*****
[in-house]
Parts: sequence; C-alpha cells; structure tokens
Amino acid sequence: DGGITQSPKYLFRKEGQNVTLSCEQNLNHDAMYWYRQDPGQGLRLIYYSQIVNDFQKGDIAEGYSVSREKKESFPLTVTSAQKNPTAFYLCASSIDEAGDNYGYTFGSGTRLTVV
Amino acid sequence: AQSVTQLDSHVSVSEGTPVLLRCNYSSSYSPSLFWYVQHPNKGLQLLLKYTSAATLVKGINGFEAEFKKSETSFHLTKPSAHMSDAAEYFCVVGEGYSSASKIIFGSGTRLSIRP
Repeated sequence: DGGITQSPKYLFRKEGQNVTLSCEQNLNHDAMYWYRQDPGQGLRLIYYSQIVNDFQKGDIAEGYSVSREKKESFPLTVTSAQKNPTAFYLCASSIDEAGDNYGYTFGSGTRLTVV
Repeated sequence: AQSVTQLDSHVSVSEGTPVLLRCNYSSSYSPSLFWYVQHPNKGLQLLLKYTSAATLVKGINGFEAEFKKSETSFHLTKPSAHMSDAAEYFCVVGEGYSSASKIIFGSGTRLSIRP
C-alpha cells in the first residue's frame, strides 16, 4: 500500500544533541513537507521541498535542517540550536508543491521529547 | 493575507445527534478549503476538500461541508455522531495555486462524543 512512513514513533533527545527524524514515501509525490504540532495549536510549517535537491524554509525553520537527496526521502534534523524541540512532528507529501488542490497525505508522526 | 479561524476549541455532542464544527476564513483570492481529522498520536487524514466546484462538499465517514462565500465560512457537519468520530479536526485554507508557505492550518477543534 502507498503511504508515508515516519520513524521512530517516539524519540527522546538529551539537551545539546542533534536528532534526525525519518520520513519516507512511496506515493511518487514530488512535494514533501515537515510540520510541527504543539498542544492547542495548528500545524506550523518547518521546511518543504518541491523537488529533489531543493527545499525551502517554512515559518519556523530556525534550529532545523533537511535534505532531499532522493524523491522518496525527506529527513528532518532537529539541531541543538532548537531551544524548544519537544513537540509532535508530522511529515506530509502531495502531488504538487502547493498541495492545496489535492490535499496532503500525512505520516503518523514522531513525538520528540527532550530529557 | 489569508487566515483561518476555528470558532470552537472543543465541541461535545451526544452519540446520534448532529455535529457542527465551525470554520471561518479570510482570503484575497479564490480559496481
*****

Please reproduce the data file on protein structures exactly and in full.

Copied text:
[in-house]
Parts: sequence; C-alpha cells; structure tokens
Amino acid sequence: DGGITQSPKYLFRKEGQNVTLSCEQNLNHDAMYWYRQDPGQGLRLIYYSQIVNDFQKGDIAEGYSVSREKKESFPLTVTSAQKNPTAFYLCASSIDEAGDNYGYTFGSGTRLTVV
Amino acid sequence: AQSVTQLDSHVSVSEGTPVLLRCNYSSSYSPSLFWYVQHPNKGLQLLLKYTSAATLVKGINGFEAEFKKSETSFHLTKPSAHMSDAAEYFCVVGEGYSSASKIIFGSGTRLSIRP
Repeated sequence: DGGITQSPKYLFRKEGQNVTLSCEQNLNHDAMYWYRQDPGQGLRLIYYSQIVNDFQKGDIAEGYSVSREKKESFPLTVTSAQKNPTAFYLCASSIDEAGDNYGYTFGSGTRLTVV
Repeated sequence: AQSVTQLDSHVSVSEGTPVLLRCNYSSSYSPSLFWYVQHPNKGLQLLLKYTSAATLVKGINGFEAEFKKSETSFHLTKPSAHMSDAAEYFCVVGEGYSSASKIIFGSGTRLSIRP
C-alpha cells in the first residue's frame, strides 16, 4: 500500500544533541513537507521541498535542517540550536508543491521529547 | 493575507445527534478549503476538500461541508455522531495555486462524543 512512513514513533533527545527524524514515501509525490504540532495549536510549517535537491524554509525553520537527496526521502534534523524541540512532528507529501488542490497525505508522526 | 479561524476549541455532542464544527476564513483570492481529522498520536487524514466546484462538499465517514462565500465560512457537519468520530479536526485554507508557505492550518477543534 502507498503511504508515508515516519520513524521512530517516539524519540527522546538529551539537551545539546542533534536528532534526525525519518520520513519516507512511496506515493511518487514530488512535494514533501515537515510540520510541527504543539498542544492547542495548528500545524506550523518547518521546511518543504518541491523537488529533489531543493527545499525551502517554512515559518519556523530556525534550529532545523533537511535534505532531499532522493524523491522518496525527506529527513528532518532537529539541531541543538532548537531551544524548544519537544513537540509532535508530522511529515506530509502531495502531488504538487502547493498541495492545496489535492490535499496532503500525512505520516503518523514522531513525538520528540527532550530529557 | 489569508487566515483561518476555528470558532470552537472543543465541541461535545451526544452519540446520534448532529455535529457542527465551525470554520471561518479570510482570503484575497479564490480559496481